The Apostle Paul stated that his writings as well as those of the other Apostles where not the opinions of men but the very Word of God:
“For this cause also thank we God without ceasing, because, when ye received the word of God which ye heard of us, ye received it not as the word of men, but as it is in truth, the word of God, which effectually worketh also in you that believe.”
I Thessalonians 2:13 (KJV)
The Apostle Peter further defends the Apostle Paul’s writings as equal in authority with the Old Testament Scriptures:
“15 And account that the longsuffering of our Lord is salvation; even as our beloved brother Paul also according to the wisdom given unto him hath written unto you; 16 As also in all his epistles, speaking in them of these things; in which are some things hard to be understood, which they that are unlearned and unstable wrest, as they do also the other scriptures, unto their own destruction.”
II Peter 3:15-16 (KJV)
How do Biblical literalists handle examples in the Bible?
The Scriptures tell us this regarding examples in the Bible:
“For whatsoever things were written aforetime were written for our learning, that we through patience and comfort of the scriptures might have hope.”
Romans 15:4 (KJV)
“6 Now these things were our examples, to the intent we should not lust after evil things, as they also lusted…Now all these things happened unto them for examples: and they are written for our admonition, upon whom the ends of the world are come.”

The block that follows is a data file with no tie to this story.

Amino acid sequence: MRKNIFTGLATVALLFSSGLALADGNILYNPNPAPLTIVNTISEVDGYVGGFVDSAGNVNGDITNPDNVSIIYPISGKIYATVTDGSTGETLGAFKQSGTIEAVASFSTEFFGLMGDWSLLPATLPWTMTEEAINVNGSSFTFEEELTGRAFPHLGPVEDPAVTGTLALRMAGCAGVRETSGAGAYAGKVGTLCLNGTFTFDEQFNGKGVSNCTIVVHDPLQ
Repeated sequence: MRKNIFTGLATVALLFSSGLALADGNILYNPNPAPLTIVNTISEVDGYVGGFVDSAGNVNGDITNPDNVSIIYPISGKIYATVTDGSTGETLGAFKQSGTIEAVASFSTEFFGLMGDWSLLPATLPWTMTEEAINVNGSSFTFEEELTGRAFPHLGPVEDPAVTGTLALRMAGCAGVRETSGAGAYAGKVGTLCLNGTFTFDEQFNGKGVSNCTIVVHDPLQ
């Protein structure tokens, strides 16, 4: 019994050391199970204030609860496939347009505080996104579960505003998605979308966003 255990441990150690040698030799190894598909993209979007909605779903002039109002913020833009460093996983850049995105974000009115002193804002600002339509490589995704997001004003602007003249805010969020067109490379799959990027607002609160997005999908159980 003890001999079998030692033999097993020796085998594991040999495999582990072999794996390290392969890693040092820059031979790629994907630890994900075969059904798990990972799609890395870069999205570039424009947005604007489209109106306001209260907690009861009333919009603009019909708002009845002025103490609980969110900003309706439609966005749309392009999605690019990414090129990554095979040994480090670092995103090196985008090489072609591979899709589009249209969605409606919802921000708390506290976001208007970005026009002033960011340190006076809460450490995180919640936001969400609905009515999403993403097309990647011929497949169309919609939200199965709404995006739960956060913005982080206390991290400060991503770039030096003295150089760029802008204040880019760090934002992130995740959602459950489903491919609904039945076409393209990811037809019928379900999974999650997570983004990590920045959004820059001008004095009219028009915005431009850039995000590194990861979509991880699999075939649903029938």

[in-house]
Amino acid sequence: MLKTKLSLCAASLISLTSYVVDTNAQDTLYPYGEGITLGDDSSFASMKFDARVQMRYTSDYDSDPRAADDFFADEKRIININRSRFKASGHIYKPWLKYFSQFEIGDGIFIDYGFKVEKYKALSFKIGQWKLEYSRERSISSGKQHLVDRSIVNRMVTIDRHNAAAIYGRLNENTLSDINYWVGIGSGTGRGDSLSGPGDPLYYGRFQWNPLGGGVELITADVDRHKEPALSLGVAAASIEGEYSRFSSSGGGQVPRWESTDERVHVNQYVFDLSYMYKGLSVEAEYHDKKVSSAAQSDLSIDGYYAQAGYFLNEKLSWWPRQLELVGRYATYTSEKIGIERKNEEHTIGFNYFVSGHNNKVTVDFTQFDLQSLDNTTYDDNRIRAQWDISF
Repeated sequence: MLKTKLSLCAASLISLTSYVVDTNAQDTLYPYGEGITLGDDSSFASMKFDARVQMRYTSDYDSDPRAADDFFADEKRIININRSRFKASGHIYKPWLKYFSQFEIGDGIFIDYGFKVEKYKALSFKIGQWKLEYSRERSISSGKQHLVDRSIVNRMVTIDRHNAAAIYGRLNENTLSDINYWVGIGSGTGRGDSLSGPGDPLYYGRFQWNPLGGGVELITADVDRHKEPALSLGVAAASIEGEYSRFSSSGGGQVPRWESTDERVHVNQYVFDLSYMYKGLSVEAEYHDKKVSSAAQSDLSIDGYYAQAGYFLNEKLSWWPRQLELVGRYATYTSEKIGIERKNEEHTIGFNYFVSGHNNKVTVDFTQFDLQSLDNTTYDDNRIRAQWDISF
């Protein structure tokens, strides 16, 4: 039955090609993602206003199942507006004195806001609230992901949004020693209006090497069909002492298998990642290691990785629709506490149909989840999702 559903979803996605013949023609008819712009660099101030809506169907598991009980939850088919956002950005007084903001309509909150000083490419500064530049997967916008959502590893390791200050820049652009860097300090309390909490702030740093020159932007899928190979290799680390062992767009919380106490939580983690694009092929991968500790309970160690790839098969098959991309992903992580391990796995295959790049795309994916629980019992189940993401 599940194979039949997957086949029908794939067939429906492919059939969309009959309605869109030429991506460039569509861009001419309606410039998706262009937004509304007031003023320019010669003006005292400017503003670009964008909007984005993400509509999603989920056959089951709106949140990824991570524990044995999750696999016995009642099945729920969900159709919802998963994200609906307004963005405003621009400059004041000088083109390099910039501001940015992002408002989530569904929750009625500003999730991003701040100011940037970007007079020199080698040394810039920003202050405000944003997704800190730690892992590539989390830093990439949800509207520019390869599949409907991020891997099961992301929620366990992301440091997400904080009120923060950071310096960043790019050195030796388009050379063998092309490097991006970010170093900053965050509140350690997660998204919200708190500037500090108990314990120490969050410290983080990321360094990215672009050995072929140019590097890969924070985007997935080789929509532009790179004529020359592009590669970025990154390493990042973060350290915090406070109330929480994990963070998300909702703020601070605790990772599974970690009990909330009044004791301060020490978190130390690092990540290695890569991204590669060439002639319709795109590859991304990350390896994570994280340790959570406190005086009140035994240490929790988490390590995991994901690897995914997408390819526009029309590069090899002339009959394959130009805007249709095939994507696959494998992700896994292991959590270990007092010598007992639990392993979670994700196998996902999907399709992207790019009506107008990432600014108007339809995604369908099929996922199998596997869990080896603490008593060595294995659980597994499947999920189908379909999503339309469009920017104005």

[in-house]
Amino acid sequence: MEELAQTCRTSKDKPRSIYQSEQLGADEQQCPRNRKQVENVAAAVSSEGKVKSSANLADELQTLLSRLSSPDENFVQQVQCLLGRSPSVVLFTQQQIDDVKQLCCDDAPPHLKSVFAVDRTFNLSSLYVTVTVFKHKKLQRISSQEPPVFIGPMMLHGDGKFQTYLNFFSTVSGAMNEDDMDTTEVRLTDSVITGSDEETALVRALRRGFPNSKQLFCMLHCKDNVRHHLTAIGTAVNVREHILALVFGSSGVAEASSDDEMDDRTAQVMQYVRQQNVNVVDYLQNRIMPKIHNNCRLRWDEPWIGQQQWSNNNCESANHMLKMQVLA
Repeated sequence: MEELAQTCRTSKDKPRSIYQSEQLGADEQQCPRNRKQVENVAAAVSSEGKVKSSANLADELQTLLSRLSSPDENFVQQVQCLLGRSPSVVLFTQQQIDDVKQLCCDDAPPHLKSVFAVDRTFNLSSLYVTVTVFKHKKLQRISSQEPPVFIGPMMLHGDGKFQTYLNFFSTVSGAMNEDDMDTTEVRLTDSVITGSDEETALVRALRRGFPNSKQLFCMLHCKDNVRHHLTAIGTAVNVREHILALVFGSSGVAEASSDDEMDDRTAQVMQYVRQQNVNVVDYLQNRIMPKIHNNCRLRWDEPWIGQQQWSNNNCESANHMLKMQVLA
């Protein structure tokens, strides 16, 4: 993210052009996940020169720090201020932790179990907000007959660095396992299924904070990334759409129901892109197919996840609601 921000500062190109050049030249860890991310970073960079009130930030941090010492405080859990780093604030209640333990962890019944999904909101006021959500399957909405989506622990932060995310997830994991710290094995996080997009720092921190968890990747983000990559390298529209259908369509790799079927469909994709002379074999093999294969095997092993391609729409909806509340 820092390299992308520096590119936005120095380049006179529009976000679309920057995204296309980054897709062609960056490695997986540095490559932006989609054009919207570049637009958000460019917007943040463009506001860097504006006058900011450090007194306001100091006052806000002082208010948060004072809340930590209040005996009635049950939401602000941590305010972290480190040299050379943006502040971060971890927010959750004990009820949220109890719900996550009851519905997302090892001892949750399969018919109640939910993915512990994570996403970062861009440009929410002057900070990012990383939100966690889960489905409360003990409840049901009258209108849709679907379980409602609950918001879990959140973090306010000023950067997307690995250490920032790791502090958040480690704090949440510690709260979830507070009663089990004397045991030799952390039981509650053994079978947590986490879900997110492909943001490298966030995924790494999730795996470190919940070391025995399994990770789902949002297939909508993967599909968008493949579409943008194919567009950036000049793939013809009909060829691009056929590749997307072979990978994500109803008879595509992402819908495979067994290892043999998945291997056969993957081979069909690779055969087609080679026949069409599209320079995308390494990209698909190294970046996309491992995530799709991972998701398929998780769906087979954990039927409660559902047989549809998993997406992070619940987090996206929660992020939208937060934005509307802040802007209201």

I Corinthians 10:6 & 11 (KJV)
“Brethren, be followers together of me, and mark them which walk so as ye have us for an ensample.”
Philippians 3:17 (KJV)
As we can see, the Bible shows us examples of how not to live and how to live.
So, if an example of someone’s behavior in the Scriptures does not violate a clear command of the Bible and is not presented in a negative light then we know this behavior is acceptable before God.
One mistake some Biblical literalists make is in teaching that we MUST follow all positive examples set forth in the Scriptures. For instance, since the Apostle Paul was celibate then we all as Christians must be celibate. The mistake they make is that positive examples allow us to do something, they don’t require us to do that thing. Direct Biblical commands on the other hand are binding on us but we must also take into account which laws were done away with and changed in the New Covenant. See my article “What is the distinction between the Moral, Ceremonial and Civil laws of the Old Testament?” for more on that subject.
Do Biblical literalists believe in any types of symbolism in the Bible?